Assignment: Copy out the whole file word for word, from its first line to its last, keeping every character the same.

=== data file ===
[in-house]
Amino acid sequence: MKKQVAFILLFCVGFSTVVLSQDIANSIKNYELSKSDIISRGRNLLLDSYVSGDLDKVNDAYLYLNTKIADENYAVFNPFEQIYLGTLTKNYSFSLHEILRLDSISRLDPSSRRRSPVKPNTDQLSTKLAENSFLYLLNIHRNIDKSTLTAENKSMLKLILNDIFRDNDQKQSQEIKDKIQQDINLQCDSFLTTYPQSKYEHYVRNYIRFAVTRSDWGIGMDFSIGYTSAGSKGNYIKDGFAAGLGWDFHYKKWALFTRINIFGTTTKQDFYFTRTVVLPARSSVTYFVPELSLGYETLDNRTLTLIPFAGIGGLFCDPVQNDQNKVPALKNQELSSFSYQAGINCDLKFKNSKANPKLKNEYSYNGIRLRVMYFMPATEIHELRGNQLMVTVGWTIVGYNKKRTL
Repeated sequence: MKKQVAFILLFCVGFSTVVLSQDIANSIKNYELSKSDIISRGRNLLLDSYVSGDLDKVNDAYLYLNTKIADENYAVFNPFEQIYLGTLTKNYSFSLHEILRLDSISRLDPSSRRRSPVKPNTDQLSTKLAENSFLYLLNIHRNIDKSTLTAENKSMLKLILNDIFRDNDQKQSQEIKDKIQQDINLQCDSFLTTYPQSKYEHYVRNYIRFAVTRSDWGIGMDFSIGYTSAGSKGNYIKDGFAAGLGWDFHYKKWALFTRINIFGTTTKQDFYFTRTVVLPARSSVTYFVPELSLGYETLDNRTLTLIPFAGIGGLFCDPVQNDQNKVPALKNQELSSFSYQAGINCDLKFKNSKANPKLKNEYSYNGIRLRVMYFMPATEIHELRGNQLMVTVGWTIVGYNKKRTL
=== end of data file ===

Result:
[in-house]
Amino acid sequence: MKKQVAFILLFCVGFSTVVLSQDIANSIKNYELSKSDIISRGRNLLLDSYVSGDLDKVNDAYLYLNTKIADENYAVFNPFEQIYLGTLTKNYSFSLHEILRLDSISRLDPSSRRRSPVKPNTDQLSTKLAENSFLYLLNIHRNIDKSTLTAENKSMLKLILNDIFRDNDQKQSQEIKDKIQQDINLQCDSFLTTYPQSKYEHYVRNYIRFAVTRSDWGIGMDFSIGYTSAGSKGNYIKDGFAAGLGWDFHYKKWALFTRINIFGTTTKQDFYFTRTVVLPARSSVTYFVPELSLGYETLDNRTLTLIPFAGIGGLFCDPVQNDQNKVPALKNQELSSFSYQAGINCDLKFKNSKANPKLKNEYSYNGIRLRVMYFMPATEIHELRGNQLMVTVGWTIVGYNKKRTL
Repeated sequence: MKKQVAFILLFCVGFSTVVLSQDIANSIKNYELSKSDIISRGRNLLLDSYVSGDLDKVNDAYLYLNTKIADENYAVFNPFEQIYLGTLTKNYSFSLHEILRLDSISRLDPSSRRRSPVKPNTDQLSTKLAENSFLYLLNIHRNIDKSTLTAENKSMLKLILNDIFRDNDQKQSQEIKDKIQQDINLQCDSFLTTYPQSKYEHYVRNYIRFAVTRSDWGIGMDFSIGYTSAGSKGNYIKDGFAAGLGWDFHYKKWALFTRINIFGTTTKQDFYFTRTVVLPARSSVTYFVPELSLGYETLDNRTLTLIPFAGIGGLFCDPVQNDQNKVPALKNQELSSFSYQAGINCDLKFKNSKANPKLKNEYSYNGIRLRVMYFMPATEIHELRGNQLMVTVGWTIVGYNKKRTL